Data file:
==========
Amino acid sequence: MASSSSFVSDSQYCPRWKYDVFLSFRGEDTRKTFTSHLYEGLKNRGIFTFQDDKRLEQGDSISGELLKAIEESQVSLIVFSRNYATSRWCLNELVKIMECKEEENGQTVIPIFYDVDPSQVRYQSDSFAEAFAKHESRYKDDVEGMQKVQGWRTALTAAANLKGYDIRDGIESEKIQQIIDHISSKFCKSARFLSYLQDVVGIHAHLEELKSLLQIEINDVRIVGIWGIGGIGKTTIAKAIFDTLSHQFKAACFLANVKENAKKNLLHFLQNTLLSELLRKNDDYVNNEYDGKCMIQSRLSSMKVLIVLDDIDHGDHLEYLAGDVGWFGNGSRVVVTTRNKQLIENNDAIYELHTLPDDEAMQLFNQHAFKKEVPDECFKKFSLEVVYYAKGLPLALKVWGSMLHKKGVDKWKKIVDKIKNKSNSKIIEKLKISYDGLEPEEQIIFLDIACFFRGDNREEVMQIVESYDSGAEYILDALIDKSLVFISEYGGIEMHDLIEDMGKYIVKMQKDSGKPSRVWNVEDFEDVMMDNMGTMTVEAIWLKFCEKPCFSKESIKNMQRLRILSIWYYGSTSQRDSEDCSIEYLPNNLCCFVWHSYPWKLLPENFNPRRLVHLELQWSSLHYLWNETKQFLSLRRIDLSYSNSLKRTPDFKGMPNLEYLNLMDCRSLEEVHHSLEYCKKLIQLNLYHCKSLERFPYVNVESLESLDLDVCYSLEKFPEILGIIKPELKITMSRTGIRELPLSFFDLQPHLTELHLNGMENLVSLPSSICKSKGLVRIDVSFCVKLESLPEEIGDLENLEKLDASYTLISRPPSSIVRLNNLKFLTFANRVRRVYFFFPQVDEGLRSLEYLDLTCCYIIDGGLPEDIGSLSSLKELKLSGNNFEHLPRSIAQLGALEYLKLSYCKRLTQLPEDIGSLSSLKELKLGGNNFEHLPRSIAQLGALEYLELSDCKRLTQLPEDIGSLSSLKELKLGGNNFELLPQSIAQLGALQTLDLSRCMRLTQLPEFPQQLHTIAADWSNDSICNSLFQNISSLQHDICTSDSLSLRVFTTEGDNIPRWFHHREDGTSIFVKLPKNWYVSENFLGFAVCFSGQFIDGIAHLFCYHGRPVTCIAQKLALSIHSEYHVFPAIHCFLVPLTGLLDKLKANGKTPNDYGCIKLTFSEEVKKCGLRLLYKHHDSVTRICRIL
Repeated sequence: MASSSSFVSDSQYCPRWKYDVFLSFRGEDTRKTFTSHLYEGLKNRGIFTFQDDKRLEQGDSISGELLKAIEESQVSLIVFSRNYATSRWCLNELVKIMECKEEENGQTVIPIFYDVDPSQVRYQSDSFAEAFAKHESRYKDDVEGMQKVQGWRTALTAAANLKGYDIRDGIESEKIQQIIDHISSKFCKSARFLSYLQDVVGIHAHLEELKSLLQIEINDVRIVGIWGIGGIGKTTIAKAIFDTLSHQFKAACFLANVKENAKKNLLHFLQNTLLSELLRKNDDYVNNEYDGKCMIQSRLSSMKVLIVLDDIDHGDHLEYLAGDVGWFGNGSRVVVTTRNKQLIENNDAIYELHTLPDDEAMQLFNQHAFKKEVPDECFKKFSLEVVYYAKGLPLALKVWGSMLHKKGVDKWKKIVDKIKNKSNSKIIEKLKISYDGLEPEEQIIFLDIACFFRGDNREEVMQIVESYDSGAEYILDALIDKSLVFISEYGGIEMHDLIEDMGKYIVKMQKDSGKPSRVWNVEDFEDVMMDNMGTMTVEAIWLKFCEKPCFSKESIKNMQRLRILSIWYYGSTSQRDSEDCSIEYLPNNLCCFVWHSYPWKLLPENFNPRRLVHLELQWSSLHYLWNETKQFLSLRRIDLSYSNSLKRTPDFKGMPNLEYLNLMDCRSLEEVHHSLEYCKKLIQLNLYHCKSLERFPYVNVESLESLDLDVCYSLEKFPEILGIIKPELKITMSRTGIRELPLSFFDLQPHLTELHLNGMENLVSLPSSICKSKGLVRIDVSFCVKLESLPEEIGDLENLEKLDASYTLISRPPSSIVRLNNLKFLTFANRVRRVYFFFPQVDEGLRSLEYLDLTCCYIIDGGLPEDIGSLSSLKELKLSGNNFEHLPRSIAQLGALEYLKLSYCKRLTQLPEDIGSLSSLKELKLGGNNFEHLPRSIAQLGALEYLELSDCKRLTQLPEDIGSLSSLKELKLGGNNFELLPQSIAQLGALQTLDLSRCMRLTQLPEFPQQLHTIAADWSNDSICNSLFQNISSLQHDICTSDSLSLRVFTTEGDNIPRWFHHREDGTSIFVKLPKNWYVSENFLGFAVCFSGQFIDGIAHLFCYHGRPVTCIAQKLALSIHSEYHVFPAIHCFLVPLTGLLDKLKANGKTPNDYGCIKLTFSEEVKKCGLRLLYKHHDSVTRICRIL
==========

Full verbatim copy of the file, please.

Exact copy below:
Amino acid sequence: MASSSSFVSDSQYCPRWKYDVFLSFRGEDTRKTFTSHLYEGLKNRGIFTFQDDKRLEQGDSISGELLKAIEESQVSLIVFSRNYATSRWCLNELVKIMECKEEENGQTVIPIFYDVDPSQVRYQSDSFAEAFAKHESRYKDDVEGMQKVQGWRTALTAAANLKGYDIRDGIESEKIQQIIDHISSKFCKSARFLSYLQDVVGIHAHLEELKSLLQIEINDVRIVGIWGIGGIGKTTIAKAIFDTLSHQFKAACFLANVKENAKKNLLHFLQNTLLSELLRKNDDYVNNEYDGKCMIQSRLSSMKVLIVLDDIDHGDHLEYLAGDVGWFGNGSRVVVTTRNKQLIENNDAIYELHTLPDDEAMQLFNQHAFKKEVPDECFKKFSLEVVYYAKGLPLALKVWGSMLHKKGVDKWKKIVDKIKNKSNSKIIEKLKISYDGLEPEEQIIFLDIACFFRGDNREEVMQIVESYDSGAEYILDALIDKSLVFISEYGGIEMHDLIEDMGKYIVKMQKDSGKPSRVWNVEDFEDVMMDNMGTMTVEAIWLKFCEKPCFSKESIKNMQRLRILSIWYYGSTSQRDSEDCSIEYLPNNLCCFVWHSYPWKLLPENFNPRRLVHLELQWSSLHYLWNETKQFLSLRRIDLSYSNSLKRTPDFKGMPNLEYLNLMDCRSLEEVHHSLEYCKKLIQLNLYHCKSLERFPYVNVESLESLDLDVCYSLEKFPEILGIIKPELKITMSRTGIRELPLSFFDLQPHLTELHLNGMENLVSLPSSICKSKGLVRIDVSFCVKLESLPEEIGDLENLEKLDASYTLISRPPSSIVRLNNLKFLTFANRVRRVYFFFPQVDEGLRSLEYLDLTCCYIIDGGLPEDIGSLSSLKELKLSGNNFEHLPRSIAQLGALEYLKLSYCKRLTQLPEDIGSLSSLKELKLGGNNFEHLPRSIAQLGALEYLELSDCKRLTQLPEDIGSLSSLKELKLGGNNFELLPQSIAQLGALQTLDLSRCMRLTQLPEFPQQLHTIAADWSNDSICNSLFQNISSLQHDICTSDSLSLRVFTTEGDNIPRWFHHREDGTSIFVKLPKNWYVSENFLGFAVCFSGQFIDGIAHLFCYHGRPVTCIAQKLALSIHSEYHVFPAIHCFLVPLTGLLDKLKANGKTPNDYGCIKLTFSEEVKKCGLRLLYKHHDSVTRICRIL
Repeated sequence: MASSSSFVSDSQYCPRWKYDVFLSFRGEDTRKTFTSHLYEGLKNRGIFTFQDDKRLEQGDSISGELLKAIEESQVSLIVFSRNYATSRWCLNELVKIMECKEEENGQTVIPIFYDVDPSQVRYQSDSFAEAFAKHESRYKDDVEGMQKVQGWRTALTAAANLKGYDIRDGIESEKIQQIIDHISSKFCKSARFLSYLQDVVGIHAHLEELKSLLQIEINDVRIVGIWGIGGIGKTTIAKAIFDTLSHQFKAACFLANVKENAKKNLLHFLQNTLLSELLRKNDDYVNNEYDGKCMIQSRLSSMKVLIVLDDIDHGDHLEYLAGDVGWFGNGSRVVVTTRNKQLIENNDAIYELHTLPDDEAMQLFNQHAFKKEVPDECFKKFSLEVVYYAKGLPLALKVWGSMLHKKGVDKWKKIVDKIKNKSNSKIIEKLKISYDGLEPEEQIIFLDIACFFRGDNREEVMQIVESYDSGAEYILDALIDKSLVFISEYGGIEMHDLIEDMGKYIVKMQKDSGKPSRVWNVEDFEDVMMDNMGTMTVEAIWLKFCEKPCFSKESIKNMQRLRILSIWYYGSTSQRDSEDCSIEYLPNNLCCFVWHSYPWKLLPENFNPRRLVHLELQWSSLHYLWNETKQFLSLRRIDLSYSNSLKRTPDFKGMPNLEYLNLMDCRSLEEVHHSLEYCKKLIQLNLYHCKSLERFPYVNVESLESLDLDVCYSLEKFPEILGIIKPELKITMSRTGIRELPLSFFDLQPHLTELHLNGMENLVSLPSSICKSKGLVRIDVSFCVKLESLPEEIGDLENLEKLDASYTLISRPPSSIVRLNNLKFLTFANRVRRVYFFFPQVDEGLRSLEYLDLTCCYIIDGGLPEDIGSLSSLKELKLSGNNFEHLPRSIAQLGALEYLKLSYCKRLTQLPEDIGSLSSLKELKLGGNNFEHLPRSIAQLGALEYLELSDCKRLTQLPEDIGSLSSLKELKLGGNNFELLPQSIAQLGALQTLDLSRCMRLTQLPEFPQQLHTIAADWSNDSICNSLFQNISSLQHDICTSDSLSLRVFTTEGDNIPRWFHHREDGTSIFVKLPKNWYVSENFLGFAVCFSGQFIDGIAHLFCYHGRPVTCIAQKLALSIHSEYHVFPAIHCFLVPLTGLLDKLKANGKTPNDYGCIKLTFSEEVKKCGLRLLYKHHDSVTRICRIL